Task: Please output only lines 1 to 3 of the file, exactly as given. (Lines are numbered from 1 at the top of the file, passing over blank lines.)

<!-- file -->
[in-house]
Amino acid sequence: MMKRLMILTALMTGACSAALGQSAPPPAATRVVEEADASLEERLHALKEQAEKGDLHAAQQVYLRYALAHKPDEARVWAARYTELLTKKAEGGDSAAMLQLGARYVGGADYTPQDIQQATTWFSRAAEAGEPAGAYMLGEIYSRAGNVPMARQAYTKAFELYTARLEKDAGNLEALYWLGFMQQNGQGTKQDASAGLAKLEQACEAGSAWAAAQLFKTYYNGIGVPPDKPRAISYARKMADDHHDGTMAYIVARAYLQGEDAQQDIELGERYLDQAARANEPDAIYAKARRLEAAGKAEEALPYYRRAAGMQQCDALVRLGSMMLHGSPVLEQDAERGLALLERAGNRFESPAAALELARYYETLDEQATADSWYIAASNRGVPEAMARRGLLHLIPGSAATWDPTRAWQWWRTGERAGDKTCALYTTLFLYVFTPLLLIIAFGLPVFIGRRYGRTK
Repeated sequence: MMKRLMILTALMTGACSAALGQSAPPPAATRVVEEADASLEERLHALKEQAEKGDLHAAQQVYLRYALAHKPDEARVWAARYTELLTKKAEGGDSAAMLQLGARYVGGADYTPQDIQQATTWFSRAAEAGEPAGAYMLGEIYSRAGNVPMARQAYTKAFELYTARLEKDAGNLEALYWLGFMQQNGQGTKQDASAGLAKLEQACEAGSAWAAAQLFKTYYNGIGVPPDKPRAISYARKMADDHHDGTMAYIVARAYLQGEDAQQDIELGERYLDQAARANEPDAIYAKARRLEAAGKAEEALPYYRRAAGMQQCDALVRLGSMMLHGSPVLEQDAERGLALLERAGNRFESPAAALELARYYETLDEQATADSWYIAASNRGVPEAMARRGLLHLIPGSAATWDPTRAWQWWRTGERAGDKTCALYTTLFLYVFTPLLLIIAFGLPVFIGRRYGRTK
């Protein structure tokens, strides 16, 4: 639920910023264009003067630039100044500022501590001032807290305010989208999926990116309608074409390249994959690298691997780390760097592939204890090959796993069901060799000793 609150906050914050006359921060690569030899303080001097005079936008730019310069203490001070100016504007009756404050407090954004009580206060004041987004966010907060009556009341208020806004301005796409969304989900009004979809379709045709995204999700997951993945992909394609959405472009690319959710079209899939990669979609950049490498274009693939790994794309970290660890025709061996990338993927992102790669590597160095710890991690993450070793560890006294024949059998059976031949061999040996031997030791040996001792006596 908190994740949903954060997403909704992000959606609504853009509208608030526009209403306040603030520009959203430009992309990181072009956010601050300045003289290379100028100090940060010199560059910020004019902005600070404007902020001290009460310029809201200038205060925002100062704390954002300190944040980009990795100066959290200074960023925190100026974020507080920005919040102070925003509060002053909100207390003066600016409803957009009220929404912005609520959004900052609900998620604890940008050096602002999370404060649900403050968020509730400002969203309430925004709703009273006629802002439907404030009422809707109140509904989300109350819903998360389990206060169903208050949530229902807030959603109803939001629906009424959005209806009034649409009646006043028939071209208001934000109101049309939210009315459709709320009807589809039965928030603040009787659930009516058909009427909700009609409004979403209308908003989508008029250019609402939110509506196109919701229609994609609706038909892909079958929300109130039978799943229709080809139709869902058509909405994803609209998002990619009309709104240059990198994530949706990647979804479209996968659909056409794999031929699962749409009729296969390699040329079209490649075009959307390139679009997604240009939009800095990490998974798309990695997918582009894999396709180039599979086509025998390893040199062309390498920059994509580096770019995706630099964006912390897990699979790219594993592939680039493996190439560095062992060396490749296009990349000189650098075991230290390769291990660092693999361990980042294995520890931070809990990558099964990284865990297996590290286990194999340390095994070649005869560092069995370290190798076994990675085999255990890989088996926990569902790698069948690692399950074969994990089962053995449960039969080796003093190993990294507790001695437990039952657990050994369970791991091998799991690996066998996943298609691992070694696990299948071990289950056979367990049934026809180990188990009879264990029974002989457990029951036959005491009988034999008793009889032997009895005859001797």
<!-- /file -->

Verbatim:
[in-house]
Amino acid sequence: MMKRLMILTALMTGACSAALGQSAPPPAATRVVEEADASLEERLHALKEQAEKGDLHAAQQVYLRYALAHKPDEARVWAARYTELLTKKAEGGDSAAMLQLGARYVGGADYTPQDIQQATTWFSRAAEAGEPAGAYMLGEIYSRAGNVPMARQAYTKAFELYTARLEKDAGNLEALYWLGFMQQNGQGTKQDASAGLAKLEQACEAGSAWAAAQLFKTYYNGIGVPPDKPRAISYARKMADDHHDGTMAYIVARAYLQGEDAQQDIELGERYLDQAARANEPDAIYAKARRLEAAGKAEEALPYYRRAAGMQQCDALVRLGSMMLHGSPVLEQDAERGLALLERAGNRFESPAAALELARYYETLDEQATADSWYIAASNRGVPEAMARRGLLHLIPGSAATWDPTRAWQWWRTGERAGDKTCALYTTLFLYVFTPLLLIIAFGLPVFIGRRYGRTK
Repeated sequence: MMKRLMILTALMTGACSAALGQSAPPPAATRVVEEADASLEERLHALKEQAEKGDLHAAQQVYLRYALAHKPDEARVWAARYTELLTKKAEGGDSAAMLQLGARYVGGADYTPQDIQQATTWFSRAAEAGEPAGAYMLGEIYSRAGNVPMARQAYTKAFELYTARLEKDAGNLEALYWLGFMQQNGQGTKQDASAGLAKLEQACEAGSAWAAAQLFKTYYNGIGVPPDKPRAISYARKMADDHHDGTMAYIVARAYLQGEDAQQDIELGERYLDQAARANEPDAIYAKARRLEAAGKAEEALPYYRRAAGMQQCDALVRLGSMMLHGSPVLEQDAERGLALLERAGNRFESPAAALELARYYETLDEQATADSWYIAASNRGVPEAMARRGLLHLIPGSAATWDPTRAWQWWRTGERAGDKTCALYTTLFLYVFTPLLLIIAFGLPVFIGRRYGRTK